The study was funded by the NIH. Co-authors include Ana Pocivavsek and Geetaanjali Chakraborty also of the Department of Neuroscience, Zhanyan Fu, PhD, and Stefano Vicini, PhD, of the Department of Physiology and Biophysics at Georgetown University Medical Center, and Michael D. Ehlers, PhD, of Duke University Medical Center.

About Georgetown University Medical Center

Georgetown University Medical Center is an internationally recognized academic medical center with a three-part mission of research, teaching and patient care (through our partnership with MedStar Health). Our mission is carried out with a strong emphasis on public service and a dedication to the Catholic, Jesuit principle of cura personalis -- or "care of the whole person." The Medical Center includes the School of Medicine and the School of Nursing and Health Studies, both nationally ranked, the world-renowned Lombardi Comprehensive Cancer Center and the Biomedical Graduate Research Organization (BGRO).

Liz McDonald | EurekAlert!
Further information:
http://www.georgetown.edu

More articles from Life Sciences:

nachricht Newly discovered bacteria-binding protein in the intestine
08.12.2016 | University of Gothenburg

nachricht The balancing act: An enzyme that links endocytosis to membrane recycling
07.12.2016 | National Centre for Biological Sciences

All articles from Life Sciences >>>

The most recent press releases about innovation >>>

Die letzten 5 Focus-News des innovations-reports im Überblick:

Im Focus: Significantly more productivity in USP lasers

In recent years, lasers with ultrashort pulses (USP) down to the femtosecond range have become established on an industrial scale. They could advance some applications with the much-lauded “cold ablation” – if that meant they would then achieve more throughput. A new generation of process engineering that will address this issue in particular will be discussed at the “4th UKP Workshop – Ultrafast Laser Technology” in April 2017.

Even back in the 1990s, scientists were comparing materials processing with nanosecond, picosecond and femtosesecond pulses. The result was surprising:...

Im Focus: Shape matters when light meets atom

Mapping the interaction of a single atom with a single photon may inform design of quantum devices

Have you ever wondered how you see the world? Vision is about photons of light, which are packets of energy, interacting with the atoms or molecules in what...

Im Focus: Novel silicon etching technique crafts 3-D gradient refractive index micro-optics

A multi-institutional research collaboration has created a novel approach for fabricating three-dimensional micro-optics through the shape-defined formation of porous silicon (PSi), with broad impacts in integrated optoelectronics, imaging, and photovoltaics.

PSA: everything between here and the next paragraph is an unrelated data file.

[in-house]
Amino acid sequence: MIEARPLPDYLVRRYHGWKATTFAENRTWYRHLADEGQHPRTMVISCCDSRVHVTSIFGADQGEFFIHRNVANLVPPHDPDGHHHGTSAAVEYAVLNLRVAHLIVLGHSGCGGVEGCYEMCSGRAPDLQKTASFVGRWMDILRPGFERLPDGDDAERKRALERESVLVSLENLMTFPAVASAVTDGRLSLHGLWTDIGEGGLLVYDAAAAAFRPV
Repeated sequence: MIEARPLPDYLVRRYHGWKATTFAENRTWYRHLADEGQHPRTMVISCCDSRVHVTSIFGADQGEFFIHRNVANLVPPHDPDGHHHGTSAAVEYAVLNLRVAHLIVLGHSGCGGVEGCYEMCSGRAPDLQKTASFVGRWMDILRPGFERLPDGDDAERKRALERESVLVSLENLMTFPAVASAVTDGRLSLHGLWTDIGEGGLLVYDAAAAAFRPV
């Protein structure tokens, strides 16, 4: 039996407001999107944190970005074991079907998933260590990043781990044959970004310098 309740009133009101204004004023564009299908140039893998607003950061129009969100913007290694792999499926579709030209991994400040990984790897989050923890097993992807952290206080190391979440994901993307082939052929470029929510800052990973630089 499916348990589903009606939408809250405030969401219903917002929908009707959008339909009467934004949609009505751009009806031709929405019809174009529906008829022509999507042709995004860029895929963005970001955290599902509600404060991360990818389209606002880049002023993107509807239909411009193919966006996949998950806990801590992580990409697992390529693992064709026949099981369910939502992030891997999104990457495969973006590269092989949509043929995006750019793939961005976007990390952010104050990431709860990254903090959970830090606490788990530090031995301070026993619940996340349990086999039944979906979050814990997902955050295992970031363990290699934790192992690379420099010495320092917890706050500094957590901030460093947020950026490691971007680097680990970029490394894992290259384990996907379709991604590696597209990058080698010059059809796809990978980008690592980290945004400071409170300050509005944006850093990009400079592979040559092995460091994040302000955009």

Working with colleagues at Stanford and The Dow Chemical Company, researchers at the University of Illinois at Urbana-Champaign fabricated 3-D birefringent...

Im Focus: Quantum Particles Form Droplets

In experiments with magnetic atoms conducted at extremely low temperatures, scientists have demonstrated a unique phase of matter: The atoms form a new type of quantum liquid or quantum droplet state. These so called quantum droplets may preserve their form in absence of external confinement because of quantum effects. The joint team of experimental physicists from Innsbruck and theoretical physicists from Hannover report on their findings in the journal Physical Review X.

“Our Quantum droplets are in the gas phase but they still drop like a rock,” explains experimental physicist Francesca Ferlaino when talking about the...

Im Focus: MADMAX: Max Planck Institute for Physics takes up axion research

The Max Planck Institute for Physics (MPP) is opening up a new research field. A workshop from November 21 - 22, 2016 will mark the start of activities for an innovative axion experiment. Axions are still only purely hypothetical particles. Their detection could solve two fundamental problems in particle physics: What dark matter consists of and why it has not yet been possible to directly observe a CP violation for the strong interaction.

The “MADMAX” project is the MPP’s commitment to axion research. Axions are so far only a theoretical prediction and are difficult to detect: on the one hand,...

All Focus news of the innovation-report >>>

Anzeige

Anzeige

Event News

ICTM Conference 2017: Production technology for turbomachine manufacturing of the future

16.11.2016 | Event News

Innovation Day Laser Technology – Laser Additive Manufacturing

01.11.2016 | Event News

#IC2S2: When Social Science meets Computer Science - GESIS will host the IC2S2 conference 2017

14.10.2016 | Event News

 
Latest News

Silicon solar cell of ISFH yields 25% efficiency with passivating POLO contacts

08.12.2016 | Power and Electrical Engineering

NTU scientists build new ultrasound device using 3-D printing technology

07.12.2016 | Health and Medicine

The balancing act: An enzyme that links endocytosis to membrane recycling

07.12.2016 | Life Sciences

VideoLinks
B2B-VideoLinks
More VideoLinks >>>